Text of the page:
Cancer Treatment Centers of America

Gary Hackney

Thyroid cancer

This testimonial includes a description of this patient’s actual medical results. Those results may not be typical or expected for the particular disease type described in this testimonial. You should not expect to experience these results.

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My story

I am just an ordinary guy who has been through a lot over the years. But no matter what, I’ve always managed to pull through. I have become a better person because of what I’ve experienced.

On November 1, 1989, Gary, my son and best friend, was killed by a drunk driver. It took me years to forgive the driver, but I did. Then on May 18, 2007, my family faced another unimaginable tragedy. My grandson Connor had been killed in an accident. He ran from behind a neighbor’s vehicle as she was pulling out of her driveway and was hit. Connor was just days away from turning 3.

The deaths of my son and grandson have deeply affected me, as have my personal struggles with health. I’ve had nearly 30 surgeries, including a colon resection, knee replacement surgery, and surgery to remove a tumor that was attached to my appendix. By far, though, the toughest health battle I’ve fought is against cancer.

My thyroid cancer diagnosis and initial treatment

Back in November 2005, I was working in a lumberyard in my hometown of McHenry in northern Illinois. I developed a sore throat and thought nothing of it. Here it was November and I had been outside a lot for my job. But by the time May came around and it was still bothering me, I knew I had better get into the doctor. My doctor gave me an antibiotic, but my throat still didn’t feel right. I went to an ENT doctor, and he gave me Nexium® because he thought it might be acid reflux. I took it for a month and I still had a sore throat. The doctor then ordered a CT scan. It didn’t show anything. Finally, I told him we were wasting time and that I should have a biopsy.

So, I had a needle biopsy. Later that same week, my doctor called me at work and said another doctor wanted to see me and my wife Carol that day at 5 o’clock. All I could think of was that my father had died of stomach cancer and throat cancer back in 1992. I was always leery of having throat cancer. Turns out my fears weren’t too far off. Carol and I went and received the bad news: it was thyroid cancer, or what the doctors call papillary carcinoma of the thyroid.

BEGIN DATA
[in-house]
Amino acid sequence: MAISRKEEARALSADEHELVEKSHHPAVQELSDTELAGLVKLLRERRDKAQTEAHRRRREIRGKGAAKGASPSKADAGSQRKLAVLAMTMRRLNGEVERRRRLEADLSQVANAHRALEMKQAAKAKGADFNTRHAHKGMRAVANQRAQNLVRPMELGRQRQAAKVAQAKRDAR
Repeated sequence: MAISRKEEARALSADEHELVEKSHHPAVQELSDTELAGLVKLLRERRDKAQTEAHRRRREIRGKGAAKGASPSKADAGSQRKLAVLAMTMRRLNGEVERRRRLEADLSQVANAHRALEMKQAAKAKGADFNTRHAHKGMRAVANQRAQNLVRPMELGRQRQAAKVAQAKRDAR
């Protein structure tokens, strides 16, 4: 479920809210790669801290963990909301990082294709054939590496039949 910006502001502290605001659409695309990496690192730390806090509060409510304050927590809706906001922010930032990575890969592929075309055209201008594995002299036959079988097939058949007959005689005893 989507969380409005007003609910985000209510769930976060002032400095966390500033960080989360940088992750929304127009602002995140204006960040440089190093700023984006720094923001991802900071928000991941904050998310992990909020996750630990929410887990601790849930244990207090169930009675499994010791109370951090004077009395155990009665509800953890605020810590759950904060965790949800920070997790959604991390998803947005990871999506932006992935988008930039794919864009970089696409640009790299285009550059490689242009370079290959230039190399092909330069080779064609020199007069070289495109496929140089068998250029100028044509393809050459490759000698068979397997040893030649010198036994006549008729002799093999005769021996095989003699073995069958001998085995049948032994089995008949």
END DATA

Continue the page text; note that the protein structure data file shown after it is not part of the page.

In August 2006, I underwent a total thyroidectomy at a local hospital. In the 10-hour surgery, the doctor took out my thyroid and several lymph nodes. As the months passed, I was in pain and had been vomiting, so I began to look for help elsewhere.

Watching TV one day, I saw a commercial for Cancer Treatment Centers of America (CTCA). I called the phone number for CTCA and talked to Kathleen. She was such a nice lady. She sent me an information packet about CTCA right away. At the same time, we looked into another hospital in the Chicago area a friend recommended. That was a waste of time. Fortunately, Kathleen followed up with us to see how I was feeling and if we had any questions about CTCA. We were impressed with Kathleen and what we heard about CTCA, so we decided it was worth seeing what they could do to help me.

Carol worked with Kathleen to make arrangements for us to travel to CTCA at Southwestern Regional Medical Center in Tulsa, Oklahoma for a consultation. Days later, we were on a plane. I was scared and I didn’t know what to expect. But I’m so glad we went.

Dealing with lymphedema at CTCA

We met with so many people on my first day at CTCA. When I met with my oncologist, Dr. Petra Ketterl, she immediately knew what was wrong with me. She explained that I had severe lymphedema.

Dr. Ketterl ordered therapy right away to help get my lymphedema under control. The pain management team also helped me to deal with the pain.

I began to receive manual therapy for lymphedema on my neck at CTCA in Tulsa. My physical therapist there was so unique. He would just close his eyes and feel in my neck where the lymphatic fluid needed to drain. He would massage my neck and open up the passages so the fluid would drain and the swelling would go down.